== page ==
While my research blog was primarily designed to write my thoughts about policy issues that are of interest to me (and discuss my current research agenda), I’ve also found that my students needed a lot more guidance on how they can use Twitter. I encourage (read: quasi-force) my undergraduate (3rd, 4th year for the most part) Political Science students to use social media, and I figured I should write a guide on how to use Twitter in higher education. Primarily, because I do believe in the power of social media to advance academic pursuits. And of course, you can follow me on Twitter here (@raulpacheco).
There are a number of social networking sites, but I find the microblogging platform Twitter the most useful of them all (I am also on Google Plus, LinkedIn and Facebook). This past week, I found at least 3 different ways in which you (my undergraduate students) can use Twitter:
a) As a source of information. Depending on who you follow on Twitter, you will see that there are many people who share informational tidbits that can be of (a) general interest or (b) specific use to your academic pursuits. I follow many academic colleagues, both from UBC and outside, and I spend some time online reading news tidbits that are of general interest to me. I also have set up a monitoring board for anything that is related to issues of Canadian post-secondary education (#cndpse) and politics in British Columbia (#bcpoli). Other useful hashtags include #UBC of course, anything related to the University of British Columbia, and #canpoli or #cdnpoli(Canadian politics).
b) As a means of communication with me. Throughout the years I’ve been using Twitter, I have found that my participation on Twitter helps my students talk to me fast, either privately (via Direct Message) or publicly. The advantage of having public conversations with me is that another student follows me and other students/classmates, they can easily track my conversation and either contribute or ask me a question. You can see the kind of conversations I have with my students (and colleagues) by searching @raulpacheco.
c) As a virtual, instantaneous sounding board. This past week, I assigned a 72 hour policy analysis so that my Public Policy students could see the realities of being a policy analyst and learned how to do quick, on-the-spot policy research. Several of my students had conversations amongst themselves that enabled them to learn from each other, bounce ideas off-of-each-other and provide moral support.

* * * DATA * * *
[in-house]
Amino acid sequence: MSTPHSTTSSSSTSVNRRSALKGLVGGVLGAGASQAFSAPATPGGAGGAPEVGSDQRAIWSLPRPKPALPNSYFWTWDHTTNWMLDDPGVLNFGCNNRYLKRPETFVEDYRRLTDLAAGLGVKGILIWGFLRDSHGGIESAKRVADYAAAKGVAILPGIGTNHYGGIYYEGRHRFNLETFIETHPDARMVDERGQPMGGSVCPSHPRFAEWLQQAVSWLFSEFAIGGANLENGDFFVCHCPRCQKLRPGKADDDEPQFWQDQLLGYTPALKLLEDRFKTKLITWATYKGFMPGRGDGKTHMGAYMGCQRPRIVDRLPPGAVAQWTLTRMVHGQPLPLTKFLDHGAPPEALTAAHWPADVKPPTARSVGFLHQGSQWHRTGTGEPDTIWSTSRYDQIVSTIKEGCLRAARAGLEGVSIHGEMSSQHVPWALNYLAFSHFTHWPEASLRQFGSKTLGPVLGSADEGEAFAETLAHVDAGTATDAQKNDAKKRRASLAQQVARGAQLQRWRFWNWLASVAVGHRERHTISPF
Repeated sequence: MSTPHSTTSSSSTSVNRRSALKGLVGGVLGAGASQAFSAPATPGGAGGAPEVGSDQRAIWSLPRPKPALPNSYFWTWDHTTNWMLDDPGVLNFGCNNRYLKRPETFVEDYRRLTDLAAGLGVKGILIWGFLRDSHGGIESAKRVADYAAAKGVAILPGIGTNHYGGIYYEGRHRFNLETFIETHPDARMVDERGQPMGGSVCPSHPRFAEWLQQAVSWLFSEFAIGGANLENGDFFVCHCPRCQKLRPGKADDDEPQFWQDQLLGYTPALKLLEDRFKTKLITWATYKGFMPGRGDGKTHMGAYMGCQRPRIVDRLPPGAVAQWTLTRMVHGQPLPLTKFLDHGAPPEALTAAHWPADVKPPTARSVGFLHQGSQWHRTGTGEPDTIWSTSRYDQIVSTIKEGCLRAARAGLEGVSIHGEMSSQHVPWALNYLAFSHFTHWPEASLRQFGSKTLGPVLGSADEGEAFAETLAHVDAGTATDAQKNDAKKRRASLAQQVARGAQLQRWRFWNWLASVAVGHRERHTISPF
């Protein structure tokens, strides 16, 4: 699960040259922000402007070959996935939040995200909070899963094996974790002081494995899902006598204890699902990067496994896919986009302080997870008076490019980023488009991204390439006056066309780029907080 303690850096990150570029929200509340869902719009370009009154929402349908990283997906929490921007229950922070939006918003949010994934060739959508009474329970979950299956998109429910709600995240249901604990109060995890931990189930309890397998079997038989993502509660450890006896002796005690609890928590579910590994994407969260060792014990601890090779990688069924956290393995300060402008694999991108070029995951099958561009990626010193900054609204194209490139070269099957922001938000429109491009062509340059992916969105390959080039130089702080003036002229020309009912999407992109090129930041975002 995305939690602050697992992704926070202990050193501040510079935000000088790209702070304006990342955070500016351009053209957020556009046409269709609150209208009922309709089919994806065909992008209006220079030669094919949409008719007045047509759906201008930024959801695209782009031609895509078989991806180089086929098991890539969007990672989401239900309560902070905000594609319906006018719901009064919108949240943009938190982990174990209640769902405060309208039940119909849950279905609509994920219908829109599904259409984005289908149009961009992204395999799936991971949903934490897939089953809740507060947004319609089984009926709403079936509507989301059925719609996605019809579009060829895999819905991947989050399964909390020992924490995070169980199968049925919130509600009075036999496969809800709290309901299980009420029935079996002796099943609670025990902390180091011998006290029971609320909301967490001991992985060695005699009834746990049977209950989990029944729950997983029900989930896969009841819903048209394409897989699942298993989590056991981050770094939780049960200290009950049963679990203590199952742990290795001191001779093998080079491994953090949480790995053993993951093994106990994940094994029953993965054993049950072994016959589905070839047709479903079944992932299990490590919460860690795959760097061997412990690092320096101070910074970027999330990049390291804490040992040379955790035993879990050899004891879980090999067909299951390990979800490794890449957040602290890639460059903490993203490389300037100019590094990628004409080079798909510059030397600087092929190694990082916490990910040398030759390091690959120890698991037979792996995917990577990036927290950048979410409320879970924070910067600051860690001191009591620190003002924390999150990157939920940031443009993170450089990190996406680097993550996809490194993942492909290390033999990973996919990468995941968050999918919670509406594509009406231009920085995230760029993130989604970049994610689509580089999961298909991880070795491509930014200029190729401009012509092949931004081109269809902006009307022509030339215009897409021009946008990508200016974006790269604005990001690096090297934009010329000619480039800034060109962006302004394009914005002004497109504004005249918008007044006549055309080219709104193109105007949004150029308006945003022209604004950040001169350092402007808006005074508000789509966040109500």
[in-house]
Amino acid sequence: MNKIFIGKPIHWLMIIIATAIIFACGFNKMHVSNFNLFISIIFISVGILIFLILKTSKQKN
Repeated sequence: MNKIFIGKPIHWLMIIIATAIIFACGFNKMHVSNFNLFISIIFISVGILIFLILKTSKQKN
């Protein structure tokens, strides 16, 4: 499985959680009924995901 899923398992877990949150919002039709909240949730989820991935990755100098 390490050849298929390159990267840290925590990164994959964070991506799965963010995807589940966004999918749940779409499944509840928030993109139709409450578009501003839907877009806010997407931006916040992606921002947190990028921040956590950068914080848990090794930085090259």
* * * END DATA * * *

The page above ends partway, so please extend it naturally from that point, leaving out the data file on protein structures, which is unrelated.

Or simply to discuss a particular issue that is of relevancy to everyone:
d) As a networking tool. I am connected with many sustainability- and ecologically-minded individuals in British Columbia, Canada and worldwide. Having a List column on my Twitter management system (I use HootSuite) for all of my students (current and former) enables me to keep tabs on them, see what they are up to, update them on what *I* am up working on and doing research about, and for them to connect with other former and current students of mine. This particular instance is helpful as I have a number of former students in key policy positions in the US, Canada and Europe. For example, one of my students (pictured below) works for the United Nations Environment Programme (I have plenty of other bright former students studying their graduate degrees at Carleton, London School of Economics, Columbia, or working for government agencies like the UN, CIDA, IDRC, etc.)
I was able to connect with the British Columbia Minister of Advanced Education (The Hon. Naomi Yamamoto) through Twiter, and she attended two of my lectures. I would have not been able to connect with Minister Yamamoto in the same way were it not for Twitter.
These are just four basic points. One more innovative element that I have found interesting is the use of location-based applications such as Foursquare, cross-posted to Twitter. I saw a couple of my students use it indicating that they were sitting at the library and that they were available to chat or study together. This would prove useful particularly for group projects (both my courses this term have these) and for sharing notes and comparing ideas.